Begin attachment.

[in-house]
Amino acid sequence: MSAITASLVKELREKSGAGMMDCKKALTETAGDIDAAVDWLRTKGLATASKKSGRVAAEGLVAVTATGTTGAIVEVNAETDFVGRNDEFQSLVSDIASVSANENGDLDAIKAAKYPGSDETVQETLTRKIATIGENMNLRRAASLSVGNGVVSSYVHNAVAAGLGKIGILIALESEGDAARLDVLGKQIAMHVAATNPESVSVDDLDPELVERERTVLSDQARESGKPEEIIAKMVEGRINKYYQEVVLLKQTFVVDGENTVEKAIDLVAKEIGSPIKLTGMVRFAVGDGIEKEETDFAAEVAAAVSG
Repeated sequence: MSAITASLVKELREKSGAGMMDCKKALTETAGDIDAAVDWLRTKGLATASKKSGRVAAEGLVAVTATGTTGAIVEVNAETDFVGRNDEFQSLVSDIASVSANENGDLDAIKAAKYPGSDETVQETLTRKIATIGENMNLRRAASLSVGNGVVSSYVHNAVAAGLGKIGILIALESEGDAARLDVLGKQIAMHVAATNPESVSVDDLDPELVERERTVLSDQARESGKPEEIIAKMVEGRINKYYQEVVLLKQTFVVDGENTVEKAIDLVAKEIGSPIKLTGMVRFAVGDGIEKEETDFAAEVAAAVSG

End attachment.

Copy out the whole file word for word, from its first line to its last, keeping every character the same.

[in-house]
Amino acid sequence: MSAITASLVKELREKSGAGMMDCKKALTETAGDIDAAVDWLRTKGLATASKKSGRVAAEGLVAVTATGTTGAIVEVNAETDFVGRNDEFQSLVSDIASVSANENGDLDAIKAAKYPGSDETVQETLTRKIATIGENMNLRRAASLSVGNGVVSSYVHNAVAAGLGKIGILIALESEGDAARLDVLGKQIAMHVAATNPESVSVDDLDPELVERERTVLSDQARESGKPEEIIAKMVEGRINKYYQEVVLLKQTFVVDGENTVEKAIDLVAKEIGSPIKLTGMVRFAVGDGIEKEETDFAAEVAAAVSG
Repeated sequence: MSAITASLVKELREKSGAGMMDCKKALTETAGDIDAAVDWLRTKGLATASKKSGRVAAEGLVAVTATGTTGAIVEVNAETDFVGRNDEFQSLVSDIASVSANENGDLDAIKAAKYPGSDETVQETLTRKIATIGENMNLRRAASLSVGNGVVSSYVHNAVAAGLGKIGILIALESEGDAARLDVLGKQIAMHVAATNPESVSVDDLDPELVERERTVLSDQARESGKPEEIIAKMVEGRINKYYQEVVLLKQTFVVDGENTVEKAIDLVAKEIGSPIKLTGMVRFAVGDGIEKEETDFAAEVAAAVSG